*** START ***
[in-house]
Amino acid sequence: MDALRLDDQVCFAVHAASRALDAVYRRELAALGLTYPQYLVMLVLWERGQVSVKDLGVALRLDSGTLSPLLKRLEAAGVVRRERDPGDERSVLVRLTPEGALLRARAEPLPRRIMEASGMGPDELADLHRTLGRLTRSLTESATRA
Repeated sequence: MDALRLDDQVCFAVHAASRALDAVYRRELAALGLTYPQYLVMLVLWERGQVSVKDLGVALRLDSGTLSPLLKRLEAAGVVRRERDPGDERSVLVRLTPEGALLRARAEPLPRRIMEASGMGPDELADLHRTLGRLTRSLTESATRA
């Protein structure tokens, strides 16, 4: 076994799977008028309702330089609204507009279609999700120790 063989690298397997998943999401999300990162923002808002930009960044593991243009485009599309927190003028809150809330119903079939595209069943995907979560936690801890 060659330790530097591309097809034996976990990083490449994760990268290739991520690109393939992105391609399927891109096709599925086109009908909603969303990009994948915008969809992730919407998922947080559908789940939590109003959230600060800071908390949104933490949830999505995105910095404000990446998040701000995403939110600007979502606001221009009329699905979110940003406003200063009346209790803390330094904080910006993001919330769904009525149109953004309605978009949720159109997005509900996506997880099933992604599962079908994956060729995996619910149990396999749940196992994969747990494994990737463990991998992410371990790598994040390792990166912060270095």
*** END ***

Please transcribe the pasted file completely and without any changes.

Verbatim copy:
[in-house]
Amino acid sequence: MDALRLDDQVCFAVHAASRALDAVYRRELAALGLTYPQYLVMLVLWERGQVSVKDLGVALRLDSGTLSPLLKRLEAAGVVRRERDPGDERSVLVRLTPEGALLRARAEPLPRRIMEASGMGPDELADLHRTLGRLTRSLTESATRA
Repeated sequence: MDALRLDDQVCFAVHAASRALDAVYRRELAALGLTYPQYLVMLVLWERGQVSVKDLGVALRLDSGTLSPLLKRLEAAGVVRRERDPGDERSVLVRLTPEGALLRARAEPLPRRIMEASGMGPDELADLHRTLGRLTRSLTESATRA
């Protein structure tokens, strides 16, 4: 076994799977008028309702330089609204507009279609999700120790 063989690298397997998943999401999300990162923002808002930009960044593991243009485009599309927190003028809150809330119903079939595209069943995907979560936690801890 060659330790530097591309097809034996976990990083490449994760990268290739991520690109393939992105391609399927891109096709599925086109009908909603969303990009994948915008969809992730919407998922947080559908789940939590109003959230600060800071908390949104933490949830999505995105910095404000990446998040701000995403939110600007979502606001221009009329699905979110940003406003200063009346209790803390330094904080910006993001919330769904009525149109953004309605978009949720159109997005509900996506997880099933992604599962079908994956060729995996619910149990396999749940196992994969747990494994990737463990991998992410371990790598994040390792990166912060270095």